Final and complete LEUVENAIR dataset
The final Leuvenair dataset contains all Leuvenair measurements from 2018-01-30 till 2020-02-02 (included), 29 077 573 records in total.
|Timeframe||Download link||Size||Integrity (md5sum)|
|Complete datadump 2018 (from 2018-01-30)||LEUVENAIRfulldump2018.csv.gz||208 Mb||327888b614605dff16de2fcde0bc8c0a|
|Complete datadump 2019||LEUVENAIRfulldump2019.csv.gz||198 Mb||2746ddfd120f7d13eae04dfc038f6cc8|
|Complete datadump 2020 (till 2020-02-02)||LEUVENAIRfulldump2020.csv.gz||16 Mb||b2649bd235a181188cfc800b15b1f395|
|5-Minute median of all active sensors||LEUVENAIRfulldumpMedian.csv.gz||1.5 Mb||b5cf5635b99f086c30af6b1afc761b2b|
Some guidelines for the analysis
(will be updated when new questions come in).
- The PM2.5 measurements of the SDS011 sensor are much more reliable than the PM10 measurements. For long-term analyses, stick to the PM2.5 measurements. PM10 measurement can be used for peak detection only.
- The sensor will overestimate the PM concentration in humid conditions (relative humidty RH > ~75%) and will understimate the PM concentrations in dry conditions (RH < ~50%).
- The measurements of the DHT sensor (temperature + humidty) are not so realiable. Try to use an external source for temperature and relative humidity.
- We saw some cases where the SDS011 sensor freaked out for several hours reporting very high values, and then gradually returned to "normal" values. We believe this effect could be caused by some dirt inside the sensor.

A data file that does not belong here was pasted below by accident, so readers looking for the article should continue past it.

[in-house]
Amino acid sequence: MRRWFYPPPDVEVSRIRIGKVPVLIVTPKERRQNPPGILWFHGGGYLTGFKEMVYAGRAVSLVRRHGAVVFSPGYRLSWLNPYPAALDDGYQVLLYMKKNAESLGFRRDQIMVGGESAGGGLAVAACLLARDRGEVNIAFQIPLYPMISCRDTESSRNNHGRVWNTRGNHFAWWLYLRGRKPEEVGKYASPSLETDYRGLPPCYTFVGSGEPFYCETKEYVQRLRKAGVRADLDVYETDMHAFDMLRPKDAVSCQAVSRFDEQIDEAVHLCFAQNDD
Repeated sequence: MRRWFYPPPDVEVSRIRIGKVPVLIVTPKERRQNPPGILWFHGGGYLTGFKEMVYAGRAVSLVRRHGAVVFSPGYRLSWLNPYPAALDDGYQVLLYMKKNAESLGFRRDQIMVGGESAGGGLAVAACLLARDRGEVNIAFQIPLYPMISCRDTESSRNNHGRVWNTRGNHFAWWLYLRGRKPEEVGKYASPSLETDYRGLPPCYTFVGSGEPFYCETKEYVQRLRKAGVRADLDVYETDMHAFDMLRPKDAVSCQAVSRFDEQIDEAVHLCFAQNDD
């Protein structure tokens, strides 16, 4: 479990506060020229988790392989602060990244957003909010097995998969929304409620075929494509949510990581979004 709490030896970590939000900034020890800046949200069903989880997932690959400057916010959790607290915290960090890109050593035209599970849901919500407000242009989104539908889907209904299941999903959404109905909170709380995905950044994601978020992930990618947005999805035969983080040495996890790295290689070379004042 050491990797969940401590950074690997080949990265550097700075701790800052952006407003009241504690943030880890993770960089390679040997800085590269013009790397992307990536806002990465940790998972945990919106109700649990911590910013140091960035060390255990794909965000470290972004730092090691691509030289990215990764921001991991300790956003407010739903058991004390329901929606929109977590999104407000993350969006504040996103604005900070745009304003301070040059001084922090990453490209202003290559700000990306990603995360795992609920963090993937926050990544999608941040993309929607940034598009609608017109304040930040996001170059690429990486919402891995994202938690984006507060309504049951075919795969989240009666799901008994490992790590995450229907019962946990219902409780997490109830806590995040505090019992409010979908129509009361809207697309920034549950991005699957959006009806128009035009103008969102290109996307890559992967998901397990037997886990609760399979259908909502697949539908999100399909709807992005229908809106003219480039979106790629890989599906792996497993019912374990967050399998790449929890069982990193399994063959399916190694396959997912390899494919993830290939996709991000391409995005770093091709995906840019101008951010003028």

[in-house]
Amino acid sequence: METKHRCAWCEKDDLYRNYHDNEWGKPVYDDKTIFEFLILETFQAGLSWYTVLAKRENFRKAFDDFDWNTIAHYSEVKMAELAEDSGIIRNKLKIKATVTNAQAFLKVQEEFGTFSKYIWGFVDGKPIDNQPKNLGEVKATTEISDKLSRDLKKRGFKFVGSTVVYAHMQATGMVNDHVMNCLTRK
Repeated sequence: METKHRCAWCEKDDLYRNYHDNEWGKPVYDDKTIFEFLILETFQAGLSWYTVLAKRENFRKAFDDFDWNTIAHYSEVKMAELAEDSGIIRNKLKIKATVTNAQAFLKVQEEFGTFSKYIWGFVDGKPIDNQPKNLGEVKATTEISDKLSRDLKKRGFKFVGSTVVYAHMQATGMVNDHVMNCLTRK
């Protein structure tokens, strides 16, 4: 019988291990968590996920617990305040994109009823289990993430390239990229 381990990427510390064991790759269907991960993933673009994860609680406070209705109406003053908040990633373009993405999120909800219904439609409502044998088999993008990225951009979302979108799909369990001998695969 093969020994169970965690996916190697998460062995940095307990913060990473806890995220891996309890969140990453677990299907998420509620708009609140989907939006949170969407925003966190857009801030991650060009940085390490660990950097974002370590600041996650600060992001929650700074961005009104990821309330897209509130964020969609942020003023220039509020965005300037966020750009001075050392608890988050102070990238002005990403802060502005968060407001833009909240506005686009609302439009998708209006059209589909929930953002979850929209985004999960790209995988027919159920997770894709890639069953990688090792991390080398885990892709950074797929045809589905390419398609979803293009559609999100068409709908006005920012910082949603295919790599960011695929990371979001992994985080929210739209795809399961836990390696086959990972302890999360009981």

- There is some intrinsic sensor-to-sensor variability present in the sensors, which might even change over time. We have three sensors on exact the same location (8765, 13526 and 13528) that can be used to quantify this effect.
- Don't look for 1-to-1 relations with traffic: you won't find one! Traffic is not the main source of (primary) fine dust; woodburning is! Use the NO2 data from Curieuzeneuzen (also in metadata table below) if you want to study traffic relations.
- For reference values, use the RIO-model of IRCEL. More information here and here.
- Take a look at the available literature on the SDS011 sensor in this open dir before you reinvent the wheel.
- Take a look at the available analysis scripts provided by Influencair on Github.
- All timestamps are in UTC.
- For a crash course on air pollution, take a look at the introductory presentation of Frans Fierens (VMM/IRCEL).
- For some background on the Leuvenair project, take a look at this powerpoint presentation.
Link to a tabular overview of the LEUVENAIR sensors or downloadable as a JSON file.
- EXPORT EXPORT = 0 means that the sensor was of too low quality to be integrated in the final datadump files.
- SENSOR POSITION (qualitative index given by participant) 1 = on the garden side, very well shielded from all streets, 10 = the sensor is on a house wall directly on the street. With this value it is irrelevant how big the street is, it is only about where the sensor is attached to the house.
- INDUSTRY (qualitative index given by participant) 10 = a lot of polluting industry in the immediate neighbourhood of the sensor, 1 = very rural area without industrial PM sources.
- WOODSTOVES (qualitative index given by participant) 10 = a lot of woodburning in the immediate neighbourhood of the sensor, 1 = no woodburning in the area.
- TRAFFIC (qualitative index given by participant) 10 = sensor close to very busy roads, 1 = very quiet area in terms of traffic.
- SVL 1 = StratenVolLeuven sponsored sensor
- NO2_CN is the NO2 concentration (yearly mean) at the same location as the PM sensor, taken from the Curieuzeneuzen experiment.